‘He told me I was going to pass my GCSEs and then die and I was absolutely certain it was going to happen.’
As Ben waited for his exam results, he began to fixate on how he was going to die that summer and even began to plan taking his own life. Then his elder sister’s friend, who was the vicar at a nearby church, invited him to a Christian festival.
‘I thought I had nothing to lose by going,’ he remembers. ‘I liked the vicar and got along with her and it would be time away from everything.
‘The whole week was incredible. There was such positivity there. People were sharing stories of how Jesus had turned their lives around and the difference he had made.
‘I thought because I had picked Satan that I couldn’t experience the same things.
‘Then on the last night, there was a woman who was talking about trying to live without God and making it on our own. She said that God allows us to come to ruin so that we realise only he can rebuild us in the way we were meant to be. That resonated with me.’
Ben was reluctant to respond to an invitation to go to the front to be prayed for at the end of the talk. However, he was then approached by one of the men at the festival who began to pray with him. The result took Ben completely by surprise.
‘I fell to the floor weeping,’ he says. ‘This incredible peace came over me which was more powerful than anything I had ever experienced before. It was so positive and life-giving.
‘The man said that God had a future for me and that it didn’t end there. He said I was going to bless the lives of many people. It was the complete opposite of what I had been feeling.’
Ben decided to put his satanic past behind him and to follow God. But life didn’t immediately become easy for him.
‘The way I had lived before was not compatible with God’s way and for two years I suffered with depression,’ he reveals. ‘Some days I could barely get out of bed. It was horrid. But, before that, all I had known was hate – of myself and of others – and a desire to die. Depression was nothing compared with that.’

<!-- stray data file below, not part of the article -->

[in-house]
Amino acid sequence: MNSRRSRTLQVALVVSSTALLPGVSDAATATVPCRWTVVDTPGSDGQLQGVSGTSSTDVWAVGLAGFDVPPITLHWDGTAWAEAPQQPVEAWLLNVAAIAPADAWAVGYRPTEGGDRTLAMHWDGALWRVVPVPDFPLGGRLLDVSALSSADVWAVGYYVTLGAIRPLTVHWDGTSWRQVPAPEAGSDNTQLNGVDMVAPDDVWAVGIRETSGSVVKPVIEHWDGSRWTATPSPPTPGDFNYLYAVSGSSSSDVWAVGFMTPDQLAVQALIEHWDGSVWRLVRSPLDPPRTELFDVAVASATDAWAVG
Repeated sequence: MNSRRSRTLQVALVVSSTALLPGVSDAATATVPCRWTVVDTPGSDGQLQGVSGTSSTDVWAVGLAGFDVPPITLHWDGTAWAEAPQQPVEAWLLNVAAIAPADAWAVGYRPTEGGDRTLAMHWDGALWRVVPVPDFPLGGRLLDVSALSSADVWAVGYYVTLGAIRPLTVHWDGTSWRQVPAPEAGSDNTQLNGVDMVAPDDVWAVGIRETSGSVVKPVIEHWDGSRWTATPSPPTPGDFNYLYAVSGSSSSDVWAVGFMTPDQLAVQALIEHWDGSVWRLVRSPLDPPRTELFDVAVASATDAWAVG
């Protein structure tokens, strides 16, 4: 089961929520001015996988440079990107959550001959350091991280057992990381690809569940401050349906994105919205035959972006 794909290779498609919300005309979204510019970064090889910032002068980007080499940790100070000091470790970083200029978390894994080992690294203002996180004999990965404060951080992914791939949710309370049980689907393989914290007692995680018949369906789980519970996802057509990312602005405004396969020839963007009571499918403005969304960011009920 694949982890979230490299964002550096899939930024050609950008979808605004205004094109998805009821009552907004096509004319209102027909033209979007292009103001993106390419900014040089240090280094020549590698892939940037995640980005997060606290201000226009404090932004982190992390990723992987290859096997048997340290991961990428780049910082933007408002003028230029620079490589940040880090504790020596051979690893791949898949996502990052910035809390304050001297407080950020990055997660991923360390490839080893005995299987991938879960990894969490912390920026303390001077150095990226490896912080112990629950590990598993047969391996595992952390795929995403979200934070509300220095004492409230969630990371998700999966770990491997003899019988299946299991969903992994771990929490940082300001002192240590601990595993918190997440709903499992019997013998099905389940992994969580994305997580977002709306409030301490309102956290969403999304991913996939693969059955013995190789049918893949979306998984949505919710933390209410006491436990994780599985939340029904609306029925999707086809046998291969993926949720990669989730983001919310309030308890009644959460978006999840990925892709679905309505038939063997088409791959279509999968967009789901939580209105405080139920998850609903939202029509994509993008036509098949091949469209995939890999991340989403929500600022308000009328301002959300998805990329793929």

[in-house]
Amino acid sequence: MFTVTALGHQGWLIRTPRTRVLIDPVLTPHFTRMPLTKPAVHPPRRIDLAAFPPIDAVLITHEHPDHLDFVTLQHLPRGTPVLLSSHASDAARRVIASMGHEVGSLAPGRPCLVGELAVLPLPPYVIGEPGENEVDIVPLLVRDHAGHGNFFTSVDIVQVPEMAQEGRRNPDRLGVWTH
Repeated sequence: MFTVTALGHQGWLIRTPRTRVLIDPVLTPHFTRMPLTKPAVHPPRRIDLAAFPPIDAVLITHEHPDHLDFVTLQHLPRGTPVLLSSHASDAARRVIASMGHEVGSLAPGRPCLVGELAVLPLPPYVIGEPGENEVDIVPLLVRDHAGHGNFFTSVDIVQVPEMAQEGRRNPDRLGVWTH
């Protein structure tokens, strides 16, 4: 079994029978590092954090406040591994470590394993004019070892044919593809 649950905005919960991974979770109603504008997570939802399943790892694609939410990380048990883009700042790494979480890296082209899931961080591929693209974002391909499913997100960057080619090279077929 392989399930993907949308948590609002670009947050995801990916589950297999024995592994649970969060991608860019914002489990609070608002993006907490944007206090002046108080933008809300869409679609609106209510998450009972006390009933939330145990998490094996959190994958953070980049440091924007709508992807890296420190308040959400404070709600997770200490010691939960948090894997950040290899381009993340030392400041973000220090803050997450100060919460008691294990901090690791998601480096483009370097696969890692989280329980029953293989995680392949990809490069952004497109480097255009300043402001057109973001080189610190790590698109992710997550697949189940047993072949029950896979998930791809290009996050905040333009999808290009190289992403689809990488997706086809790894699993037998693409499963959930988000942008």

After struggling with A level studies, Ben started work in southeast London with young people at risk of becoming ensnared in gang culture. He mentored them and helped them learn to read and write. He loved the work and wanted to make a career of it.
‘But I felt God wanted me to work in the Church,’ he says.
‘I found that the kids were looking to me for leadership and to teach them about Jesus. I was out of my depth and wanted to learn how to teach the Bible.’
Ben began studying at an Anglican Bible college and, at 21, commenced training to be a vicar. He was ordained in 2016 and is certain that his teenage experiences help him to be effective for God today.
‘We are formed by our experiences,’ he asserts. ‘I know that we’re all following something, nobody is just doing their own thing. We have got to be humble and ask ourselves who we are following and who we are allowing to shape us and whether we’re comfortable with the way we’re impacting the people around us.’
Ben’s attention is now on influencing people in a positive way and encouraging them to be the best that they can be. However, he is still aware of the dark forces that he perceives to be in the world and would challenge people who might doubt the existence of the Devil.
‘Satan’s worst-case scenario is him revealing himself,’ he explains. ‘But you can see his grubby fingerprints all over the world. The Bible says that Satan comes to kill, steal and destroy and it’s universally agreed that these things are not good. Yet we see them everywhere.
‘There are many strands to satanism but all of them are evil. It’s about people putting themselves first. Satan likes us to do his work for him while feeling as if we are in control and in charge. But Satan’s aim is to separate us from each other and from God through fear. God’s aim is to connect us to each other and to him through love.
‘Jesus said that he came to give us life and life to the full. The question is: do you want to have a life without being robbed of your hope? Jesus came to give us hope, here and now and for ever.
‘When I see my self-harm scars today, I’m thankful that I’m not there any more and that I now live with hope.
‘I can say with confidence that God saved my life.’